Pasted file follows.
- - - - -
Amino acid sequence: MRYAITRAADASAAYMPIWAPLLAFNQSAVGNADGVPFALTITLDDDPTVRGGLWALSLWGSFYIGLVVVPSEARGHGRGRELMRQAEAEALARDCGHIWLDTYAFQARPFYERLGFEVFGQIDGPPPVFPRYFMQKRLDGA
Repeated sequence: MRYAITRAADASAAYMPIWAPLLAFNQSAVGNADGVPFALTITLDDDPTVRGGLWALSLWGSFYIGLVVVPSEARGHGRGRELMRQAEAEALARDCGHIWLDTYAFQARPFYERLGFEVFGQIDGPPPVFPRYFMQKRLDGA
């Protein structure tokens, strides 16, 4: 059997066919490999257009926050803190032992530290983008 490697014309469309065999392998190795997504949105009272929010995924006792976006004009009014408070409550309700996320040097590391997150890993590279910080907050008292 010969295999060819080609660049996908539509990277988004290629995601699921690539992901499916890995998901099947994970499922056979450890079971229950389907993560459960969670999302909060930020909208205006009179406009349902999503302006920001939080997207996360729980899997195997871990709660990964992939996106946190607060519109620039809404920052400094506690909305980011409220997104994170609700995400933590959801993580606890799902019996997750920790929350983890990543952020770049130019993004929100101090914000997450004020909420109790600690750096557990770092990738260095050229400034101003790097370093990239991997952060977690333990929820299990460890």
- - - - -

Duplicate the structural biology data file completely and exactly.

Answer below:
Amino acid sequence: MRYAITRAADASAAYMPIWAPLLAFNQSAVGNADGVPFALTITLDDDPTVRGGLWALSLWGSFYIGLVVVPSEARGHGRGRELMRQAEAEALARDCGHIWLDTYAFQARPFYERLGFEVFGQIDGPPPVFPRYFMQKRLDGA
Repeated sequence: MRYAITRAADASAAYMPIWAPLLAFNQSAVGNADGVPFALTITLDDDPTVRGGLWALSLWGSFYIGLVVVPSEARGHGRGRELMRQAEAEALARDCGHIWLDTYAFQARPFYERLGFEVFGQIDGPPPVFPRYFMQKRLDGA
């Protein structure tokens, strides 16, 4: 059997066919490999257009926050803190032992530290983008 490697014309469309065999392998190795997504949105009272929010995924006792976006004009009014408070409550309700996320040097590391997150890993590279910080907050008292 010969295999060819080609660049996908539509990277988004290629995601699921690539992901499916890995998901099947994970499922056979450890079971229950389907993560459960969670999302909060930020909208205006009179406009349902999503302006920001939080997207996360729980899997195997871990709660990964992939996106946190607060519109620039809404920052400094506690909305980011409220997104994170609700995400933590959801993580606890799902019996997750920790929350983890990543952020770049130019993004929100101090914000997450004020909420109790600690750096557990770092990738260095050229400034101003790097370093990239991997952060977690333990929820299990460890």